In response to the opioid epidemic, there have been several national- and state-level policies enacted. Consideration of how criminal justice–involved individuals are affected by such policies has received limited attention, despite disproportionately higher use among this population. Bivariate statistics examined yearly trends, and logistic regressions examined demographic correlates of nonmedical prescription opioid and heroin use among Kentucky inmates over an 8-year time span of important national and local policy changes (N = 34,542). Results indicate that among incarcerated individuals, prior use of heroin increased 204% from 2008 to 2016, with increases possibly linked to key policy changes associated with OxyContin reformulation and state implementation of a prescription drug monitoring program. The current incarcerated population had more severe use patterns when considering general population research. Consideration of criminal justice–involved populations is crucial to understanding and treating the opioid epidemic.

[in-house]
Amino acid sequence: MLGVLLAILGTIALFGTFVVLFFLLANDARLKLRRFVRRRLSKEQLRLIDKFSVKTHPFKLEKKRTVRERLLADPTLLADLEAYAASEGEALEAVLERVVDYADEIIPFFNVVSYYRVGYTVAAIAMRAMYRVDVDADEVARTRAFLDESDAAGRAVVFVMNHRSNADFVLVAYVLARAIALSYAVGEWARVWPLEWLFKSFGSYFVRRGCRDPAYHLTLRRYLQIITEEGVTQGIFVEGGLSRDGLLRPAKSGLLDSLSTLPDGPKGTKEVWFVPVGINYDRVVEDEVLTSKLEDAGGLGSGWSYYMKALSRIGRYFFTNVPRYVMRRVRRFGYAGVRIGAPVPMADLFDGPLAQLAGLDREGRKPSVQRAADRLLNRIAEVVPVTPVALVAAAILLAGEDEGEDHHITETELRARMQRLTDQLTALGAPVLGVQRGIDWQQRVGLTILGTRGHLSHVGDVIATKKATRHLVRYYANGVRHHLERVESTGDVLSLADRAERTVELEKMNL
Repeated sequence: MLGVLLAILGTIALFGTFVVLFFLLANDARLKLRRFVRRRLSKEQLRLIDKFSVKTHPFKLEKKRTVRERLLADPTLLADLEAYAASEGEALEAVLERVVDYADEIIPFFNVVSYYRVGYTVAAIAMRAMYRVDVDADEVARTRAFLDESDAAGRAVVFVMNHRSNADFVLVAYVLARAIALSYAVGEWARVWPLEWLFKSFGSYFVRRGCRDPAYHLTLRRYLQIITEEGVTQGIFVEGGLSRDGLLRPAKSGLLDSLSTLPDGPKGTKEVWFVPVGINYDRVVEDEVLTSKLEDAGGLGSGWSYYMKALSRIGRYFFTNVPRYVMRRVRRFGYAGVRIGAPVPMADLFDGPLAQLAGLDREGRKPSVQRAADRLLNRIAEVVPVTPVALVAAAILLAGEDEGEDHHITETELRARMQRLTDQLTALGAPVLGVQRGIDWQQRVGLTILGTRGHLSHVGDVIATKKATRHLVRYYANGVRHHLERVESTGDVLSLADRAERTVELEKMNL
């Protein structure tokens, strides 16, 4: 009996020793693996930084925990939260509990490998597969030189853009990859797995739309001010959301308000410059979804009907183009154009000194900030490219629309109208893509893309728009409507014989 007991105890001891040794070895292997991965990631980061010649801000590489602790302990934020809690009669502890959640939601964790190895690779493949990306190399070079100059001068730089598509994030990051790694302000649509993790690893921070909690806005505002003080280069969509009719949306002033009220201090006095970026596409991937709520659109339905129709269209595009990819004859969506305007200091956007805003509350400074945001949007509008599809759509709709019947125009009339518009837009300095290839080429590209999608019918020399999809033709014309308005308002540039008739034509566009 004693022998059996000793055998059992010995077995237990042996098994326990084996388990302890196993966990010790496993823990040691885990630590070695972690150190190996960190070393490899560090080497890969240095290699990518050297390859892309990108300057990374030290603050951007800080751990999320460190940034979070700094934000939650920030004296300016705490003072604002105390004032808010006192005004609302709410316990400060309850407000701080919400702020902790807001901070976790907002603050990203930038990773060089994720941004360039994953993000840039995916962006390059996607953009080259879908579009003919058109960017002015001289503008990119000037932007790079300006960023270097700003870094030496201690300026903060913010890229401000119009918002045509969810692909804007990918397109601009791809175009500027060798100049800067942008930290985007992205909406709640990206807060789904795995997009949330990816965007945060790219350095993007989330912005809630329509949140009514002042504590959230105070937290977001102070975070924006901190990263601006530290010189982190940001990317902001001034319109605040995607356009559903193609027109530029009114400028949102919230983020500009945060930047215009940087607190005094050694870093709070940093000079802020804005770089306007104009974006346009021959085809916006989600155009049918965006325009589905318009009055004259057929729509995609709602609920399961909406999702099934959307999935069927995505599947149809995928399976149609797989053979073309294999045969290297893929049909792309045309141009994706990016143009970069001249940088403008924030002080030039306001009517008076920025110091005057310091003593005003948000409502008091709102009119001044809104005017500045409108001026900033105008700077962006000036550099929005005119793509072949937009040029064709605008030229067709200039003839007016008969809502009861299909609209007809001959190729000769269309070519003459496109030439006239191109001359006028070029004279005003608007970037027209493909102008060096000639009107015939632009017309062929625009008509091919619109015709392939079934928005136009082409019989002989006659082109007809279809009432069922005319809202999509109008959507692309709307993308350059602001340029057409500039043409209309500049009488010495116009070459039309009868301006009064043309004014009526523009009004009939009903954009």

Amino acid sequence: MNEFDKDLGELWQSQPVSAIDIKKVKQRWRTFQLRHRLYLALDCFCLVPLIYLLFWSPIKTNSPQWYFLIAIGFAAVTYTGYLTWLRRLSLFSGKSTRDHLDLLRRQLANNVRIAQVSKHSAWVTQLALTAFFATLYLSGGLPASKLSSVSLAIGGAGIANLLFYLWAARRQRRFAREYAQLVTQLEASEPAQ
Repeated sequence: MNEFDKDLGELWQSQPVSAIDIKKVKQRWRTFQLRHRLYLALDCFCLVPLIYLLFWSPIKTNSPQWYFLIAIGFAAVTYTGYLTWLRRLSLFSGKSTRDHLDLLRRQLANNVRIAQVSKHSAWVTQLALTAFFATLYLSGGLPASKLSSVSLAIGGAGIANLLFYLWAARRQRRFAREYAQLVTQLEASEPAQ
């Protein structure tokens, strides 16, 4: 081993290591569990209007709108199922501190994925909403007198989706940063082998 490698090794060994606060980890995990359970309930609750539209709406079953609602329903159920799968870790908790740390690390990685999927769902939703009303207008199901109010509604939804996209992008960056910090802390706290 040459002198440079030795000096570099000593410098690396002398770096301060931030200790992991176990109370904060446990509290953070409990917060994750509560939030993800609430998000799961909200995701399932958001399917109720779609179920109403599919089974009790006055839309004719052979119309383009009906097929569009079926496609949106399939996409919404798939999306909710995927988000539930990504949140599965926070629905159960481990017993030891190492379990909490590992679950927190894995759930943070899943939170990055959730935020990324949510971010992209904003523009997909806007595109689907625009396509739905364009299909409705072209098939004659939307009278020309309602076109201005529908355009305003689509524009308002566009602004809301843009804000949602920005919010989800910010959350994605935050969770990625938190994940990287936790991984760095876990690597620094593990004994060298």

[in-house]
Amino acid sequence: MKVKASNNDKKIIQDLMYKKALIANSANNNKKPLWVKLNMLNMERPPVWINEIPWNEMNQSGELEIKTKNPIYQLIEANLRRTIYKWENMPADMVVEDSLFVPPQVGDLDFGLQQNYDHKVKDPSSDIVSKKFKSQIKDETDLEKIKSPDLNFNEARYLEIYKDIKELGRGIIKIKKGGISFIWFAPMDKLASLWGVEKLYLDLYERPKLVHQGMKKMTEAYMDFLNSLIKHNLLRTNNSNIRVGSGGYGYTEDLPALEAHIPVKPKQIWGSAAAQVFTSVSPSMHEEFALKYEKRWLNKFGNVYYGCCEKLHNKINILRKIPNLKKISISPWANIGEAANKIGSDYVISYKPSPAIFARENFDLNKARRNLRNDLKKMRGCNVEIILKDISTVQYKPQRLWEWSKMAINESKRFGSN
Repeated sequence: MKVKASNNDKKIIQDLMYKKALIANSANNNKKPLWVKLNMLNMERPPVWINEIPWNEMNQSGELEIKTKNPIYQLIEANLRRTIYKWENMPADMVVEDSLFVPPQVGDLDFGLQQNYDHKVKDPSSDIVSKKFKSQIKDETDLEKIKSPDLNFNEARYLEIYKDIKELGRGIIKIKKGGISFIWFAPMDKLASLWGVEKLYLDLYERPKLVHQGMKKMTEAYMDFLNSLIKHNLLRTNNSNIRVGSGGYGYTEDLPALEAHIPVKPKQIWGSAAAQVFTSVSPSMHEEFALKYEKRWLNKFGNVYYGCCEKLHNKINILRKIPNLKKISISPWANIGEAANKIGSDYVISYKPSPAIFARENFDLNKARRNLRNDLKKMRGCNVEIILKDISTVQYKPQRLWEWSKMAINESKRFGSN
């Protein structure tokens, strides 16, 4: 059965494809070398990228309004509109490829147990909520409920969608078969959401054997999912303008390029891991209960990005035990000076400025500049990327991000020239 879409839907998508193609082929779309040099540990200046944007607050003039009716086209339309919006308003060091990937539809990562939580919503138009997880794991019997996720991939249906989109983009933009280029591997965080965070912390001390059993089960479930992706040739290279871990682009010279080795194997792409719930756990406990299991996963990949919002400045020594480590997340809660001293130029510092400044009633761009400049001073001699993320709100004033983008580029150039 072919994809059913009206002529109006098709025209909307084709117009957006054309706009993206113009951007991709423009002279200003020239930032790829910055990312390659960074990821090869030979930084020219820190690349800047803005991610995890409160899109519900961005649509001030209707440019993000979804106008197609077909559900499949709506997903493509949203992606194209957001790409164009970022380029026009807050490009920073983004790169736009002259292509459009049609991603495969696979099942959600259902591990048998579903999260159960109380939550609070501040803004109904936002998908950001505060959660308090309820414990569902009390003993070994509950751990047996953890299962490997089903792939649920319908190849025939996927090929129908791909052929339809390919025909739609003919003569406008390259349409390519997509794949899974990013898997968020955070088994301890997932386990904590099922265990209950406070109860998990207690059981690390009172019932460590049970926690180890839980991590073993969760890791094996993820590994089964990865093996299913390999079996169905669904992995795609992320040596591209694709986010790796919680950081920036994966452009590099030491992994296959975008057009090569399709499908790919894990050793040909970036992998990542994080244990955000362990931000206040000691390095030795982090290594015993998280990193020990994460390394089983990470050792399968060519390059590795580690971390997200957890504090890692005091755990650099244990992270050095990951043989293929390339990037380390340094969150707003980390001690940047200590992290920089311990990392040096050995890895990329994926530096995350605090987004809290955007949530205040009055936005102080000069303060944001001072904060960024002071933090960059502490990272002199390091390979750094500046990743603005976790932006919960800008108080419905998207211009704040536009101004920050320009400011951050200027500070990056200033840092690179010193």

|Number of pages||17|
|Journal||Criminal Justice Policy Review|
|State||Published - Jun 1 2020|
Bibliographical noteFunding Information:
The author(s) disclosed receipt of the following financial support for the research, authorship, and/or publication of this article: The first and third authors were supported by T32DA035200 from the National Institute on Drug Abuse and the opinions expressed are those of the authors.
© The Author(s) 2019.
- criminal justice
- nonmedical prescription opioid
ASJC Scopus subject areas